US President Barack Obama welcomed the crew of Apollo 11 to the White House on Monday to mark the 40th anniversary of their journey to the moon and called the three men "genuine American heroes."
On July 20, 1969, Neil Armstrong and Buzz Aldrin were the first humans to set foot on the lunar surface, while fellow crew member Michael Collins circled the moon in the command vehicle.
"I think that all of us recall the moment in which mankind finally was untethered from this planet and was able to explore the stars; the moment in which we had one of our own step on the moon and leave that imprint that is there to this day," Obama said.
"And it's because of the heroism, the calm under pressure, the grace with which these three gentlemen operated, but also the entire NASA family that was able to, at great risk oftentimes, and with great danger, was somehow able to lift our sights, not just here in the United States but around the world."
Obama, who has ordered a review of all US manned space flight programmes, said the US would try to "continue the inspirational moments of NASA". The space agency is planning to return to the moon by 2020 in a next generation spacecraft now being developed.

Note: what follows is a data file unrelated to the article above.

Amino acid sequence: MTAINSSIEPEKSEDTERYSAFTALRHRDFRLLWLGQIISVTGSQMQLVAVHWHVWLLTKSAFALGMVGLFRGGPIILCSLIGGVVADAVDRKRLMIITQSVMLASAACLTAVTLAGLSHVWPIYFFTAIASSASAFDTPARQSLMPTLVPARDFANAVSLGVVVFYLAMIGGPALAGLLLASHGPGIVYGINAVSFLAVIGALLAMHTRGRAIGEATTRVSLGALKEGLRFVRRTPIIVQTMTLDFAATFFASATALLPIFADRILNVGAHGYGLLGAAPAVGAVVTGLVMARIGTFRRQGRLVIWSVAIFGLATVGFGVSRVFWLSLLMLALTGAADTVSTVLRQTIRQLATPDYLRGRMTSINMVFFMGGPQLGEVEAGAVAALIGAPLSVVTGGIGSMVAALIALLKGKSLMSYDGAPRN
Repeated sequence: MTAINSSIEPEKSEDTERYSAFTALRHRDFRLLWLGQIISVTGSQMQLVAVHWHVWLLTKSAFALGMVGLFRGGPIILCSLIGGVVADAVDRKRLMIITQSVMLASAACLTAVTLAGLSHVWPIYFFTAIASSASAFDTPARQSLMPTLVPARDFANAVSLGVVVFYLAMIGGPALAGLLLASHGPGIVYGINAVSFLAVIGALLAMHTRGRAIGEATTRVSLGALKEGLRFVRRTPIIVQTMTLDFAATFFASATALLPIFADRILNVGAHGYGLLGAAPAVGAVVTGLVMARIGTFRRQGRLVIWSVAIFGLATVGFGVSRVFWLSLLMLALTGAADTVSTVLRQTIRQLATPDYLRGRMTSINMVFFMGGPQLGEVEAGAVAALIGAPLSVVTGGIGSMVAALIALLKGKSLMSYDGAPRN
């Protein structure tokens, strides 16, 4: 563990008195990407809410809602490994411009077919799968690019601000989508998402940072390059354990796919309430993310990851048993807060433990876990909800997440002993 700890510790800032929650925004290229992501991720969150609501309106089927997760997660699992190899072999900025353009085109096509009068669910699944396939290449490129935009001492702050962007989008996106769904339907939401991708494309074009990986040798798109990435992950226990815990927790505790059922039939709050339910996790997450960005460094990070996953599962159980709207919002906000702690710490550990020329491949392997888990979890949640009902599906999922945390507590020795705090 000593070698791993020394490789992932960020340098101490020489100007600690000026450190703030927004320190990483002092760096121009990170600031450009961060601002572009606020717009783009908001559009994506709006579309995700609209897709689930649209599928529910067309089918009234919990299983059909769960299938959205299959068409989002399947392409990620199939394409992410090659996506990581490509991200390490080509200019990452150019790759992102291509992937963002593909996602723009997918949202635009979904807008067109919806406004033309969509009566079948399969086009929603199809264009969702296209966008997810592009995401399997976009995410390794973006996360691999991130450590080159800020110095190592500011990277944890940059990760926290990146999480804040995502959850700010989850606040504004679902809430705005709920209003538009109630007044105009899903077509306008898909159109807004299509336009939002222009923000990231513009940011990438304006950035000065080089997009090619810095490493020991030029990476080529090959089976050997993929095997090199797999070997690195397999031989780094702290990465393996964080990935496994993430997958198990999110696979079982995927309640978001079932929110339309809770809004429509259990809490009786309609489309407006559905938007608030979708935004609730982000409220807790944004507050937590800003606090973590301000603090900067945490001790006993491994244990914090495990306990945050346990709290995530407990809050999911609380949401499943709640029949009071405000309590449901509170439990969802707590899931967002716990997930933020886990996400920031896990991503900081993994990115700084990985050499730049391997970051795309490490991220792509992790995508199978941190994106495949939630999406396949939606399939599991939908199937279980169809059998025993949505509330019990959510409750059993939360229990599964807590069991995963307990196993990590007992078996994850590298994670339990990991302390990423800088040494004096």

The president recalled watching as a child in Hawaii as the capsules containing Apollo astronauts were fished from the sea and brought back to land.
Monday's 40th anniversary was marked by NASA events with the Apollo astronauts as well as celebrations at the National Air and Space Museum in Washington and a slew of media coverage, including realtime rebroadcasts of the events on the internet.